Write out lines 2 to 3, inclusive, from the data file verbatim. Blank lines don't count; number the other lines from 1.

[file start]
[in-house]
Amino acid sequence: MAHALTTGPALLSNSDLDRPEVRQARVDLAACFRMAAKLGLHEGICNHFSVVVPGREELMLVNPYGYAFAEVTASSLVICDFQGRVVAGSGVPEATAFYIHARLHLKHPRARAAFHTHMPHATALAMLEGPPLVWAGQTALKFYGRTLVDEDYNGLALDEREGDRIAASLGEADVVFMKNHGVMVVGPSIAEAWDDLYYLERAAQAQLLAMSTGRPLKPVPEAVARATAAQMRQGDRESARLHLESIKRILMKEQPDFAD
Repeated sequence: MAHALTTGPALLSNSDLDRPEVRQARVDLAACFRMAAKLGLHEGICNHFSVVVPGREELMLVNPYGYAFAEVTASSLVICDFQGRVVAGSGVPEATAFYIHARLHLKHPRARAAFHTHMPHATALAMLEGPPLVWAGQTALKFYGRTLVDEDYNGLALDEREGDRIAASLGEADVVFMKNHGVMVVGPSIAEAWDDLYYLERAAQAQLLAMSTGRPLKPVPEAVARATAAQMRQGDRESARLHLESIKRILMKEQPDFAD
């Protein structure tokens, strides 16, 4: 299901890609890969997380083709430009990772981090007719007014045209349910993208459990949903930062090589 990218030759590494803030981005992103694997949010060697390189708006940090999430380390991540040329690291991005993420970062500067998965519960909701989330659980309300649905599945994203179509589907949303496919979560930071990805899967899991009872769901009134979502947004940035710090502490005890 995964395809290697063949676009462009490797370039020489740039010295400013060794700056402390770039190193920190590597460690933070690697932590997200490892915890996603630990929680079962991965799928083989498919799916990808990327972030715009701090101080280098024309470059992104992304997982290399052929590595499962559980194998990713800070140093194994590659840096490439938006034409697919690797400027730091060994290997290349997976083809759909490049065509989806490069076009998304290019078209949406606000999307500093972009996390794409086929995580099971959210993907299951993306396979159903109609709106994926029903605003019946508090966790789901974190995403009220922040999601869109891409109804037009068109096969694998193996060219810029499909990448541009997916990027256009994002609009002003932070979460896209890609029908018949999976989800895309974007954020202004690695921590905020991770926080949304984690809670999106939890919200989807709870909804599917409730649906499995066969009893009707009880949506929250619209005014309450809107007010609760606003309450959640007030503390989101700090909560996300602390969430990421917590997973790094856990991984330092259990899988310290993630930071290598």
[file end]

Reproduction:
Amino acid sequence: MAHALTTGPALLSNSDLDRPEVRQARVDLAACFRMAAKLGLHEGICNHFSVVVPGREELMLVNPYGYAFAEVTASSLVICDFQGRVVAGSGVPEATAFYIHARLHLKHPRARAAFHTHMPHATALAMLEGPPLVWAGQTALKFYGRTLVDEDYNGLALDEREGDRIAASLGEADVVFMKNHGVMVVGPSIAEAWDDLYYLERAAQAQLLAMSTGRPLKPVPEAVARATAAQMRQGDRESARLHLESIKRILMKEQPDFAD
Repeated sequence: MAHALTTGPALLSNSDLDRPEVRQARVDLAACFRMAAKLGLHEGICNHFSVVVPGREELMLVNPYGYAFAEVTASSLVICDFQGRVVAGSGVPEATAFYIHARLHLKHPRARAAFHTHMPHATALAMLEGPPLVWAGQTALKFYGRTLVDEDYNGLALDEREGDRIAASLGEADVVFMKNHGVMVVGPSIAEAWDDLYYLERAAQAQLLAMSTGRPLKPVPEAVARATAAQMRQGDRESARLHLESIKRILMKEQPDFAD